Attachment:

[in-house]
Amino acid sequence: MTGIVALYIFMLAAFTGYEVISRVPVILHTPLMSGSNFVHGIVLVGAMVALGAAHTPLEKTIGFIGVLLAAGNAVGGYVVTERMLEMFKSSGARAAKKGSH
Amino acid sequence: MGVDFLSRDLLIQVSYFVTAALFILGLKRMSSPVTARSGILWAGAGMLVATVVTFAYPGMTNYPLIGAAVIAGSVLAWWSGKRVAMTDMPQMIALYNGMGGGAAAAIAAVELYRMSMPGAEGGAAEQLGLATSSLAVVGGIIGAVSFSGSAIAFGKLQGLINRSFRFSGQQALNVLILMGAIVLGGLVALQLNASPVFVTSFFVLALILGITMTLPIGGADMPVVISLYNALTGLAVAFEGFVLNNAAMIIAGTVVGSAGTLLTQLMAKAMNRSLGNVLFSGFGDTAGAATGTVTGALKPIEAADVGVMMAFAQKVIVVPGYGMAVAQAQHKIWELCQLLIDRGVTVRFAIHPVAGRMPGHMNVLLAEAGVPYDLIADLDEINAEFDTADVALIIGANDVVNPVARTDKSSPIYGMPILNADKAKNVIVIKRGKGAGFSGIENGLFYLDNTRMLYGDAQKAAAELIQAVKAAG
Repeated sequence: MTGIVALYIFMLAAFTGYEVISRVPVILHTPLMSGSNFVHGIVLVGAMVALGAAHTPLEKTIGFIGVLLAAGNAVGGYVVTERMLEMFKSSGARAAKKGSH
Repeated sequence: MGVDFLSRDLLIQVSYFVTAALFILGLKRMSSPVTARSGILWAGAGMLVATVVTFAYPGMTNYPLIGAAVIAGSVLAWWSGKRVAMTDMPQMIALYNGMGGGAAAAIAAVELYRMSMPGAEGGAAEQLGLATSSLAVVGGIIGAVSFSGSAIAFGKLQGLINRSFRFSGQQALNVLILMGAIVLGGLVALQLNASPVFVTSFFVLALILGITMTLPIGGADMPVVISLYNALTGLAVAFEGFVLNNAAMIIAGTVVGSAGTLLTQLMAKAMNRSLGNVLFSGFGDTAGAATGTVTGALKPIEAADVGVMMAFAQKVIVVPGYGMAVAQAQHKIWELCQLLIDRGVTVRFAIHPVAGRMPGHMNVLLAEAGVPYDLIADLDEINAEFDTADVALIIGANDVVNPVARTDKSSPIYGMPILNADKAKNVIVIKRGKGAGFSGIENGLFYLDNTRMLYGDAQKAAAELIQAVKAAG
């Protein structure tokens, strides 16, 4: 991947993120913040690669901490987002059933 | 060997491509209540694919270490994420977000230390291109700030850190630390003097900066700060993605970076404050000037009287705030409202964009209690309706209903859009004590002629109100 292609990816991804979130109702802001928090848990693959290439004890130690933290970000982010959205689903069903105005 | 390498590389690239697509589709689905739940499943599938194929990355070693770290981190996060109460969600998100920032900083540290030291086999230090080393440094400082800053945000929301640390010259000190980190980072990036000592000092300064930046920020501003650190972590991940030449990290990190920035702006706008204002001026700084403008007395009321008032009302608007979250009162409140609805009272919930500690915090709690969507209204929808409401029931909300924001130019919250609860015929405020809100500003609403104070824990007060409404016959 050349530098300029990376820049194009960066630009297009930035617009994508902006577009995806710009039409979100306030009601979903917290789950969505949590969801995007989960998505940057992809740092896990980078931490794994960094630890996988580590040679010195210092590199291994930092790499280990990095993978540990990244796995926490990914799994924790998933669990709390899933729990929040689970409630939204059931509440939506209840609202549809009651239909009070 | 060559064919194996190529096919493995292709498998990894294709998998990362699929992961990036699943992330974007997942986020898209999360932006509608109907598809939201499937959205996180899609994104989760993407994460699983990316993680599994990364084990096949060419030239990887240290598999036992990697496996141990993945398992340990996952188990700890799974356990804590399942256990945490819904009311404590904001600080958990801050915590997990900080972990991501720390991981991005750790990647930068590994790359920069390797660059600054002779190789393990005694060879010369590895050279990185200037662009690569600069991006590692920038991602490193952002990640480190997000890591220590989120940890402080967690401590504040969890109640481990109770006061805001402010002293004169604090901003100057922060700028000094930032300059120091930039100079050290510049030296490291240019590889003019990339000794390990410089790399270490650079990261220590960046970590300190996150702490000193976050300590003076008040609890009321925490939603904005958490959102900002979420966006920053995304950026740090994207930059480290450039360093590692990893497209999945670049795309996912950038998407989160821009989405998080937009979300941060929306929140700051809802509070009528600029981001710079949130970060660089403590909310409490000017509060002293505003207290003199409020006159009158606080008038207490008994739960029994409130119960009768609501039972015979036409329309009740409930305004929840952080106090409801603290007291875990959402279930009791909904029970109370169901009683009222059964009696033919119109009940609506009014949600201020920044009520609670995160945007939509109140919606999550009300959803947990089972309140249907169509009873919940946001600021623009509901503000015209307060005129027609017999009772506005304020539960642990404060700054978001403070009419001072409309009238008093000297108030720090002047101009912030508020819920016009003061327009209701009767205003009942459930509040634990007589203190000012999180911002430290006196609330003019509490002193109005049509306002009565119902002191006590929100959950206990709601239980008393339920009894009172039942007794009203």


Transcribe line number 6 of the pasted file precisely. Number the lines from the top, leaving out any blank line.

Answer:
């Protein structure tokens, strides 16, 4: 991947993120913040690669901490987002059933 | 060997491509209540694919270490994420977000230390291109700030850190630390003097900066700060993605970076404050000037009287705030409202964009209690309706209903859009004590002629109100 292609990816991804979130109702802001928090848990693959290439004890130690933290970000982010959205689903069903105005 | 390498590389690239697509589709689905739940499943599938194929990355070693770290981190996060109460969600998100920032900083540290030291086999230090080393440094400082800053945000929301640390010259000190980190980072990036000592000092300064930046920020501003650190972590991940030449990290990190920035702006706008204002001026700084403008007395009321008032009302608007979250009162409140609805009272919930500690915090709690969507209204929808409401029931909300924001130019919250609860015929405020809100500003609403104070824990007060409404016959 050349530098300029990376820049194009960066630009297009930035617009994508902006577009995806710009039409979100306030009601979903917290789950969505949590969801995007989960998505940057992809740092896990980078931490794994960094630890996988580590040679010195210092590199291994930092790499280990990095993978540990990244796995926490990914799994924790998933669990709390899933729990929040689970409630939204059931509440939506209840609202549809009651239909009070 | 060559064919194996190529096919493995292709498998990894294709998998990362699929992961990036699943992330974007997942986020898209999360932006509608109907598809939201499937959205996180899609994104989760993407994460699983990316993680599994990364084990096949060419030239990887240290598999036992990697496996141990993945398992340990996952188990700890799974356990804590399942256990945490819904009311404590904001600080958990801050915590997990900080972990991501720390991981991005750790990647930068590994790359920069390797660059600054002779190789393990005694060879010369590895050279990185200037662009690569600069991006590692920038991602490193952002990640480190997000890591220590989120940890402080967690401590504040969890109640481990109770006061805001402010002293004169604090901003100057922060700028000094930032300059120091930039100079050290510049030296490291240019590889003019990339000794390990410089790399270490650079990261220590960046970590300190996150702490000193976050300590003076008040609890009321925490939603904005958490959102900002979420966006920053995304950026740090994207930059480290450039360093590692990893497209999945670049795309996912950038998407989160821009989405998080937009979300941060929306929140700051809802509070009528600029981001710079949130970060660089403590909310409490000017509060002293505003207290003199409020006159009158606080008038207490008994739960029994409130119960009768609501039972015979036409329309009740409930305004929840952080106090409801603290007291875990959402279930009791909904029970109370169901009683009222059964009696033919119109009940609506009014949600201020920044009520609670995160945007939509109140919606999550009300959803947990089972309140249907169509009873919940946001600021623009509901503000015209307060005129027609017999009772506005304020539960642990404060700054978001403070009419001072409309009238008093000297108030720090002047101009912030508020819920016009003061327009209701009767205003009942459930509040634990007589203190000012999180911002430290006196609330003019509490002193109005049509306002009565119902002191006590929100959950206990709601239980008393339920009894009172039942007794009203």